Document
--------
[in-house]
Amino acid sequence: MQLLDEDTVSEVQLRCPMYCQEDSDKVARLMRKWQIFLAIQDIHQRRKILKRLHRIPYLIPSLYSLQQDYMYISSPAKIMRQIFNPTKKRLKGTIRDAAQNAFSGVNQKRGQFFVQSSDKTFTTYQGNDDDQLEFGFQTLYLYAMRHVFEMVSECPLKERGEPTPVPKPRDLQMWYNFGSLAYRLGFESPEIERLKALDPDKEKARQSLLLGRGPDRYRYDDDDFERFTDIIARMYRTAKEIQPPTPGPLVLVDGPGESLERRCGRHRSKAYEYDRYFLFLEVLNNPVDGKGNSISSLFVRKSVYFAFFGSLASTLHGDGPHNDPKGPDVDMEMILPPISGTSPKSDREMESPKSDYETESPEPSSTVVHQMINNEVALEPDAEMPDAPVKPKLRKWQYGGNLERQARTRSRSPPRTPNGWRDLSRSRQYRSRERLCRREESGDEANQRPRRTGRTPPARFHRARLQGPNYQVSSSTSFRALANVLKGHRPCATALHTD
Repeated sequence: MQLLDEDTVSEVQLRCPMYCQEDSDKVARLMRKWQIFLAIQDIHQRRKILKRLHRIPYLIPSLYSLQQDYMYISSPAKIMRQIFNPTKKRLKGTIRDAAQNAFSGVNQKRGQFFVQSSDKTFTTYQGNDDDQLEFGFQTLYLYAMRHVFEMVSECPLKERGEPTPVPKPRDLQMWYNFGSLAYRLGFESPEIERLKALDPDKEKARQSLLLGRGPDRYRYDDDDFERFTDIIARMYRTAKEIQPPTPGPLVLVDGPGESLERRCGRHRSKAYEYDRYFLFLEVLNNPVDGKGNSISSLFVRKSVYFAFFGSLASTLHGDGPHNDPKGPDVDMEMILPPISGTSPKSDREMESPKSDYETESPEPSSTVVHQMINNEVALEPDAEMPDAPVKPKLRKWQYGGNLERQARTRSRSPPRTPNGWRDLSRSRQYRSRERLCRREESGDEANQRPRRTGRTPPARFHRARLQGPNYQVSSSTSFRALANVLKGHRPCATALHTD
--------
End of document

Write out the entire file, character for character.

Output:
[in-house]
Amino acid sequence: MQLLDEDTVSEVQLRCPMYCQEDSDKVARLMRKWQIFLAIQDIHQRRKILKRLHRIPYLIPSLYSLQQDYMYISSPAKIMRQIFNPTKKRLKGTIRDAAQNAFSGVNQKRGQFFVQSSDKTFTTYQGNDDDQLEFGFQTLYLYAMRHVFEMVSECPLKERGEPTPVPKPRDLQMWYNFGSLAYRLGFESPEIERLKALDPDKEKARQSLLLGRGPDRYRYDDDDFERFTDIIARMYRTAKEIQPPTPGPLVLVDGPGESLERRCGRHRSKAYEYDRYFLFLEVLNNPVDGKGNSISSLFVRKSVYFAFFGSLASTLHGDGPHNDPKGPDVDMEMILPPISGTSPKSDREMESPKSDYETESPEPSSTVVHQMINNEVALEPDAEMPDAPVKPKLRKWQYGGNLERQARTRSRSPPRTPNGWRDLSRSRQYRSRERLCRREESGDEANQRPRRTGRTPPARFHRARLQGPNYQVSSSTSFRALANVLKGHRPCATALHTD
Repeated sequence: MQLLDEDTVSEVQLRCPMYCQEDSDKVARLMRKWQIFLAIQDIHQRRKILKRLHRIPYLIPSLYSLQQDYMYISSPAKIMRQIFNPTKKRLKGTIRDAAQNAFSGVNQKRGQFFVQSSDKTFTTYQGNDDDQLEFGFQTLYLYAMRHVFEMVSECPLKERGEPTPVPKPRDLQMWYNFGSLAYRLGFESPEIERLKALDPDKEKARQSLLLGRGPDRYRYDDDDFERFTDIIARMYRTAKEIQPPTPGPLVLVDGPGESLERRCGRHRSKAYEYDRYFLFLEVLNNPVDGKGNSISSLFVRKSVYFAFFGSLASTLHGDGPHNDPKGPDVDMEMILPPISGTSPKSDREMESPKSDYETESPEPSSTVVHQMINNEVALEPDAEMPDAPVKPKLRKWQYGGNLERQARTRSRSPPRTPNGWRDLSRSRQYRSRERLCRREESGDEANQRPRRTGRTPPARFHRARLQGPNYQVSSSTSFRALANVLKGHRPCATALHTD